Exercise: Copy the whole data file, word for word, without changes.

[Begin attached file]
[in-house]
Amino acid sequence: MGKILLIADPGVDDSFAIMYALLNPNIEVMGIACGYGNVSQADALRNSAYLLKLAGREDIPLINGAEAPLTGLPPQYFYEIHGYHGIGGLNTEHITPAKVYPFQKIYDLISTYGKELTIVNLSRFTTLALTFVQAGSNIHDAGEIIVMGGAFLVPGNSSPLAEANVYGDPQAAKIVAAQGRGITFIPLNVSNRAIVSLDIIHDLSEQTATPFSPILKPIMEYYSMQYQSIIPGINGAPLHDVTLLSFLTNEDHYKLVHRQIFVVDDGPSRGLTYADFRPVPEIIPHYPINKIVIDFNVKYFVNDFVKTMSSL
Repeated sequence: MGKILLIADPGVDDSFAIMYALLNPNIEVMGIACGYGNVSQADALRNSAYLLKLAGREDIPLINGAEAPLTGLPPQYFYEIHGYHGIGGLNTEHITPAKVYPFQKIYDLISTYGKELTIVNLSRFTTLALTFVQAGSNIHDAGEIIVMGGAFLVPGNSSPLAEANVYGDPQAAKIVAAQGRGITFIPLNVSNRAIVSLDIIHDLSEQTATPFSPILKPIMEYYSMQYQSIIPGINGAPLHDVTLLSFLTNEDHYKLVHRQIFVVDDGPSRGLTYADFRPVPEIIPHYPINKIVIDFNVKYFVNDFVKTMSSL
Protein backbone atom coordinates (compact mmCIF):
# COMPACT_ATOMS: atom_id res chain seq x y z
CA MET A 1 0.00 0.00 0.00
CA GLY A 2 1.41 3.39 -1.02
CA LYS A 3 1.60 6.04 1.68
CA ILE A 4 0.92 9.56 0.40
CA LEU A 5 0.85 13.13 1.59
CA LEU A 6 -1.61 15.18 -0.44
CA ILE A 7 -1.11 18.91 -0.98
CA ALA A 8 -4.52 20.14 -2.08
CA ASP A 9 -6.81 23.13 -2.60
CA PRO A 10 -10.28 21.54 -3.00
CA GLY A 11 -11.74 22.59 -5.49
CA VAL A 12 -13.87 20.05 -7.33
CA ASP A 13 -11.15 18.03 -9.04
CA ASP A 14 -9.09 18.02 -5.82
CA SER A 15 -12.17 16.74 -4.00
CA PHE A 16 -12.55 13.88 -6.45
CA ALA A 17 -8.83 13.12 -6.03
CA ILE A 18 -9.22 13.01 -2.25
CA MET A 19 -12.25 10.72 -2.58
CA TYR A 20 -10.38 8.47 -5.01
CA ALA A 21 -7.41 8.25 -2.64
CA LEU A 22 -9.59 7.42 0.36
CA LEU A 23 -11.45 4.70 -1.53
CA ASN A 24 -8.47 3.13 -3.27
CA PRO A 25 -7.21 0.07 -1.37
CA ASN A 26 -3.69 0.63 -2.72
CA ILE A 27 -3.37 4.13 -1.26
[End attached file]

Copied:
[in-house]
Amino acid sequence: MGKILLIADPGVDDSFAIMYALLNPNIEVMGIACGYGNVSQADALRNSAYLLKLAGREDIPLINGAEAPLTGLPPQYFYEIHGYHGIGGLNTEHITPAKVYPFQKIYDLISTYGKELTIVNLSRFTTLALTFVQAGSNIHDAGEIIVMGGAFLVPGNSSPLAEANVYGDPQAAKIVAAQGRGITFIPLNVSNRAIVSLDIIHDLSEQTATPFSPILKPIMEYYSMQYQSIIPGINGAPLHDVTLLSFLTNEDHYKLVHRQIFVVDDGPSRGLTYADFRPVPEIIPHYPINKIVIDFNVKYFVNDFVKTMSSL
Repeated sequence: MGKILLIADPGVDDSFAIMYALLNPNIEVMGIACGYGNVSQADALRNSAYLLKLAGREDIPLINGAEAPLTGLPPQYFYEIHGYHGIGGLNTEHITPAKVYPFQKIYDLISTYGKELTIVNLSRFTTLALTFVQAGSNIHDAGEIIVMGGAFLVPGNSSPLAEANVYGDPQAAKIVAAQGRGITFIPLNVSNRAIVSLDIIHDLSEQTATPFSPILKPIMEYYSMQYQSIIPGINGAPLHDVTLLSFLTNEDHYKLVHRQIFVVDDGPSRGLTYADFRPVPEIIPHYPINKIVIDFNVKYFVNDFVKTMSSL
Protein backbone atom coordinates (compact mmCIF):
# COMPACT_ATOMS: atom_id res chain seq x y z
CA MET A 1 0.00 0.00 0.00
CA GLY A 2 1.41 3.39 -1.02
CA LYS A 3 1.60 6.04 1.68
CA ILE A 4 0.92 9.56 0.40
CA LEU A 5 0.85 13.13 1.59
CA LEU A 6 -1.61 15.18 -0.44
CA ILE A 7 -1.11 18.91 -0.98
CA ALA A 8 -4.52 20.14 -2.08
CA ASP A 9 -6.81 23.13 -2.60
CA PRO A 10 -10.28 21.54 -3.00
CA GLY A 11 -11.74 22.59 -5.49
CA VAL A 12 -13.87 20.05 -7.33
CA ASP A 13 -11.15 18.03 -9.04
CA ASP A 14 -9.09 18.02 -5.82
CA SER A 15 -12.17 16.74 -4.00
CA PHE A 16 -12.55 13.88 -6.45
CA ALA A 17 -8.83 13.12 -6.03
CA ILE A 18 -9.22 13.01 -2.25
CA MET A 19 -12.25 10.72 -2.58
CA TYR A 20 -10.38 8.47 -5.01
CA ALA A 21 -7.41 8.25 -2.64
CA LEU A 22 -9.59 7.42 0.36
CA LEU A 23 -11.45 4.70 -1.53
CA ASN A 24 -8.47 3.13 -3.27
CA PRO A 25 -7.21 0.07 -1.37
CA ASN A 26 -3.69 0.63 -2.72
CA ILE A 27 -3.37 4.13 -1.26